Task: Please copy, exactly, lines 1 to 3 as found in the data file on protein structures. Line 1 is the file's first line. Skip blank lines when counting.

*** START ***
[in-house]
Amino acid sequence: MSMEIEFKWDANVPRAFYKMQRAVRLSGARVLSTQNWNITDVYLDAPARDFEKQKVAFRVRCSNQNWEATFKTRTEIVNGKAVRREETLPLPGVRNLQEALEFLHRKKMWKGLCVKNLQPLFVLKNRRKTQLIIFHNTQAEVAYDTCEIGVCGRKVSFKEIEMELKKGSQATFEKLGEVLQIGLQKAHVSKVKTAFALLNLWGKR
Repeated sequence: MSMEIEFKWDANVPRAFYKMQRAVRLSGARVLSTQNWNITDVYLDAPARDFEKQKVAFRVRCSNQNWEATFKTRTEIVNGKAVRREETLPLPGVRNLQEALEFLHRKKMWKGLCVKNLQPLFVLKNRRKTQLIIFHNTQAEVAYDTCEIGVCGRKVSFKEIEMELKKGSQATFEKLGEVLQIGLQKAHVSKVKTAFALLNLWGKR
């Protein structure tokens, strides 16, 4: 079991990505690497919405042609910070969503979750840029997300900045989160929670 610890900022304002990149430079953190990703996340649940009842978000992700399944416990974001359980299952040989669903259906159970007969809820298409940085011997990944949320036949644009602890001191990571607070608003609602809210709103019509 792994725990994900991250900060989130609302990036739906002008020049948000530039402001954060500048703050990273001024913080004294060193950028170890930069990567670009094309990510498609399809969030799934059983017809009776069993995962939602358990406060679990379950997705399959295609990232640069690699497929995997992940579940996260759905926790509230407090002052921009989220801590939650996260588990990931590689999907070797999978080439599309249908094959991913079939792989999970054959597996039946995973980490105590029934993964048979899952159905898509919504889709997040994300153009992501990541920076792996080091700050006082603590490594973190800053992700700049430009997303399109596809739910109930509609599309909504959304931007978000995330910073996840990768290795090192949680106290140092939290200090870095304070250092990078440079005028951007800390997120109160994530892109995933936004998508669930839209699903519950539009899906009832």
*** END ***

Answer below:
[in-house]
Amino acid sequence: MSMEIEFKWDANVPRAFYKMQRAVRLSGARVLSTQNWNITDVYLDAPARDFEKQKVAFRVRCSNQNWEATFKTRTEIVNGKAVRREETLPLPGVRNLQEALEFLHRKKMWKGLCVKNLQPLFVLKNRRKTQLIIFHNTQAEVAYDTCEIGVCGRKVSFKEIEMELKKGSQATFEKLGEVLQIGLQKAHVSKVKTAFALLNLWGKR
Repeated sequence: MSMEIEFKWDANVPRAFYKMQRAVRLSGARVLSTQNWNITDVYLDAPARDFEKQKVAFRVRCSNQNWEATFKTRTEIVNGKAVRREETLPLPGVRNLQEALEFLHRKKMWKGLCVKNLQPLFVLKNRRKTQLIIFHNTQAEVAYDTCEIGVCGRKVSFKEIEMELKKGSQATFEKLGEVLQIGLQKAHVSKVKTAFALLNLWGKR